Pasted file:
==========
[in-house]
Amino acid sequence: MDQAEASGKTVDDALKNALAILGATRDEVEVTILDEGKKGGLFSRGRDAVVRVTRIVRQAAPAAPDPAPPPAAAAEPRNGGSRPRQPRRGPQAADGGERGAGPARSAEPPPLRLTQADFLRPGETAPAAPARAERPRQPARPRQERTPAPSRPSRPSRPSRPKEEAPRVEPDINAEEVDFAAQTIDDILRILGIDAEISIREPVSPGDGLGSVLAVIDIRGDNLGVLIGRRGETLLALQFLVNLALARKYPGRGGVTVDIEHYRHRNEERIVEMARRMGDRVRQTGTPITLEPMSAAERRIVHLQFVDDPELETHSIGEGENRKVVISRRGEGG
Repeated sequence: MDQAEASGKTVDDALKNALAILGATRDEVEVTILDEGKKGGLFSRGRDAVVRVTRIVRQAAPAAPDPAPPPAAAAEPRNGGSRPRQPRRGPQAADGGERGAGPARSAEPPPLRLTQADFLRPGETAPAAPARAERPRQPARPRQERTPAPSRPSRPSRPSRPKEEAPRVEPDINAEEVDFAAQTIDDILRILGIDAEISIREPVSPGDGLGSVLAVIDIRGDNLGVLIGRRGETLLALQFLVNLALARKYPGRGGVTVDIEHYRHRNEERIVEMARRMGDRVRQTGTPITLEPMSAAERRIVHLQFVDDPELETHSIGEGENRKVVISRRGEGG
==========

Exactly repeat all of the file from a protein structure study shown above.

[in-house]
Amino acid sequence: MDQAEASGKTVDDALKNALAILGATRDEVEVTILDEGKKGGLFSRGRDAVVRVTRIVRQAAPAAPDPAPPPAAAAEPRNGGSRPRQPRRGPQAADGGERGAGPARSAEPPPLRLTQADFLRPGETAPAAPARAERPRQPARPRQERTPAPSRPSRPSRPSRPKEEAPRVEPDINAEEVDFAAQTIDDILRILGIDAEISIREPVSPGDGLGSVLAVIDIRGDNLGVLIGRRGETLLALQFLVNLALARKYPGRGGVTVDIEHYRHRNEERIVEMARRMGDRVRQTGTPITLEPMSAAERRIVHLQFVDDPELETHSIGEGENRKVVISRRGEGG
Repeated sequence: MDQAEASGKTVDDALKNALAILGATRDEVEVTILDEGKKGGLFSRGRDAVVRVTRIVRQAAPAAPDPAPPPAAAAEPRNGGSRPRQPRRGPQAADGGERGAGPARSAEPPPLRLTQADFLRPGETAPAAPARAERPRQPARPRQERTPAPSRPSRPSRPSRPKEEAPRVEPDINAEEVDFAAQTIDDILRILGIDAEISIREPVSPGDGLGSVLAVIDIRGDNLGVLIGRRGETLLALQFLVNLALARKYPGRGGVTVDIEHYRHRNEERIVEMARRMGDRVRQTGTPITLEPMSAAERRIVHLQFVDDPELETHSIGEGENRKVVISRRGEGG